Slow thaw begins: Heavy fog followed by warmer weather

EUGENE, Ore. - Let the melting begin.

Warmer temperatures in the Willamette Valley are melting the snow and ice that fell over the weekend as a winter storm moved through the region.

The National Weather Service issued a heavy fog advisory for the southern part of the valley that is scheduled to last until 12 p.m. Monday. The thick fog delayed dozens of flights at the Eugene Airport on Sunday.

Dense areas could linger in pockets, however fog should dissipate through Monday as temperatures move into the low 40s through the day. | Current Forecast

Weather officials also warned that overnight temperatures Sunday could freeze any moisture on the roadways, creating potentially dangerous driving conditions.

Many area schools and organizations announced Monday closures on Sunday because of the lingering snow, ice and debris around the region.

A majority of the state highways on the Coast and in the mid and south Willamette Valley have been cleared, Oregon Department of Transportation officials said.

Eugene Public Works warns drivers that the Monday morning commute could be messy as crews continue to clear downed tree limbs and slush from the city's side streets.

Lane Transit District has abridged bus schedules to accommodate the slush littering Eugene and Springfield streets:

24 will not serve Pearl St. and 34th-it will stay on Donald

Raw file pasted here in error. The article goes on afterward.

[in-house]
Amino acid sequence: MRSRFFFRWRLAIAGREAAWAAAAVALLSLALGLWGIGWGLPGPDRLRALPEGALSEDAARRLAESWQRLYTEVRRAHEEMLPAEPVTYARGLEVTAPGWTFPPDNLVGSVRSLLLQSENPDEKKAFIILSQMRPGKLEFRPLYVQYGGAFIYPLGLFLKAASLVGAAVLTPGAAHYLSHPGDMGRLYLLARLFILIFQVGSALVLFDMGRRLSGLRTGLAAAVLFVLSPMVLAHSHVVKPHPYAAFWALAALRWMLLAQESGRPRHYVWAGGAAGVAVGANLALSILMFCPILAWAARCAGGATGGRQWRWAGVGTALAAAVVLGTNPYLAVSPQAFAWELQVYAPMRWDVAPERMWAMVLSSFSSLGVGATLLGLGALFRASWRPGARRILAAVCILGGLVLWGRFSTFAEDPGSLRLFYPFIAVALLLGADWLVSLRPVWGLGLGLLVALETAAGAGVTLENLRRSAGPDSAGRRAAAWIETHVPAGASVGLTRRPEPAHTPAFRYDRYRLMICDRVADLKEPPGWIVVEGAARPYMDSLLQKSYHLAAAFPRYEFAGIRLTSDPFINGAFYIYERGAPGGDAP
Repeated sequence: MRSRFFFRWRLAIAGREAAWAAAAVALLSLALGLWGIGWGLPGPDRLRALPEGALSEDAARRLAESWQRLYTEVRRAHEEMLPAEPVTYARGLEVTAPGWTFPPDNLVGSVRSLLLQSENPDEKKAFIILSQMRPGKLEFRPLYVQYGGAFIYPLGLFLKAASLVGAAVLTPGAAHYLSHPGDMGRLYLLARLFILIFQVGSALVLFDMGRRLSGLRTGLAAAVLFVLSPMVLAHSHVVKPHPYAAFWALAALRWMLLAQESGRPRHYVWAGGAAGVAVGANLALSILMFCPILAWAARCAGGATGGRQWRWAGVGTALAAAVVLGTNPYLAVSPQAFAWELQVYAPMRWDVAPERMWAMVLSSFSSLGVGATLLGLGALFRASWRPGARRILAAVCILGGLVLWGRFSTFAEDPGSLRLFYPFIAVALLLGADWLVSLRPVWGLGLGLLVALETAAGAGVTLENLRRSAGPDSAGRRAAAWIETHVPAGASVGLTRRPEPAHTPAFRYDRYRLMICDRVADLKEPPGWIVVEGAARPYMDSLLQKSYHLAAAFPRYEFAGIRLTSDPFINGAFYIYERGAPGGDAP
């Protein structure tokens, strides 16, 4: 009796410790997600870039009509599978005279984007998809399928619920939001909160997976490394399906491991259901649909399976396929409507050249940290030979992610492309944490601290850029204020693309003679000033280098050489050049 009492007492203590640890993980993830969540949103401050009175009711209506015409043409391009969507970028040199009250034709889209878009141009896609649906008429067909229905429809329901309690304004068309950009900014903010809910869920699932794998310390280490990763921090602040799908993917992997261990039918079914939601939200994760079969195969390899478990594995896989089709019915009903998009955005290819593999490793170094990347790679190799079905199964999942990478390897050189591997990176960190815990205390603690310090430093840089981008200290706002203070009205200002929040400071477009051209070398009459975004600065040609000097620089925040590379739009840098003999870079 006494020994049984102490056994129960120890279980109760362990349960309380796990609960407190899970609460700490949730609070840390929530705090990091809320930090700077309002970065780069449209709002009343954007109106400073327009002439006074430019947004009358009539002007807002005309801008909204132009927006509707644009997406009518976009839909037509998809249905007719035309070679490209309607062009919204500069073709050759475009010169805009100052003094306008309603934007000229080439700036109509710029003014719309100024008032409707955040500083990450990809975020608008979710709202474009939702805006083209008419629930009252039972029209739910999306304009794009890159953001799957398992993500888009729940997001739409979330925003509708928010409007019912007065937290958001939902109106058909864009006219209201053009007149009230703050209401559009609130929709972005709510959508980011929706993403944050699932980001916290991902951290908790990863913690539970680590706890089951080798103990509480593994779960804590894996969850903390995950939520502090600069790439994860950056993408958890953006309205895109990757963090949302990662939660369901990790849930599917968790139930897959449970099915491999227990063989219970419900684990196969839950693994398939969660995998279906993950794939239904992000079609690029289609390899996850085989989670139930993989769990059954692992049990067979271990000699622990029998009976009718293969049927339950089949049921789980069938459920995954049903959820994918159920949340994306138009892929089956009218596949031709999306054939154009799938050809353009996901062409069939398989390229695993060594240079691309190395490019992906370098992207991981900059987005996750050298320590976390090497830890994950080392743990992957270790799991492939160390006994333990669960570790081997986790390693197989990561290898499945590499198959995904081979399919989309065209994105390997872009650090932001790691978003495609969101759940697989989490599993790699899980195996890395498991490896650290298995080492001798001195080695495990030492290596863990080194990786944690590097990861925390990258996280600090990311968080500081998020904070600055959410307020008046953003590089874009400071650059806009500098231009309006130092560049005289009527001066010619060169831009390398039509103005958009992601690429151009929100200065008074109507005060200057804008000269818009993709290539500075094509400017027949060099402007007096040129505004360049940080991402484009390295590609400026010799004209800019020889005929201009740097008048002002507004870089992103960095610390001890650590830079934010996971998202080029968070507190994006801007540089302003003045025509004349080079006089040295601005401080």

28 will not serve Martin, service will end at Snell.

41 & 43 will not run on 8th-using 6th or 7th instead.

EmX using alternative stop at Hilyard Station only.

Weather links

Winter driving tips from ODOT

If severe winter conditions arrive, ODOT says it will deploy all available tools in its winter arsenal, including plows, sanders and deicers, as appropriate. Here are some tips for travelers should an icy winter storm strike.

  • No one can safely drive on ice. If roads get icy, consider not driving or delaying your trip until the weather warms and the ice thaws.
  • In ice or snow, allow plenty of stopping distance and watch out for pedestrians and bicyclists because stopping distances are so much longer.
  • ODOT sand trucks, plows and deicer trucks can't clear roads clogged with traffic. The more traffic stays off the road, the quicker roads can be treated.
  • Consider leaving the driving to the professionals and taking mass transit. Consider walking, riding a bike, working from home or taking the day off until the roads are clear.
  • Don't abandon a vehicle in heavy traffic. This delays emergency responders, prevents plows and other maintenance equipment from getting through.

The Associated Press contributed to this story.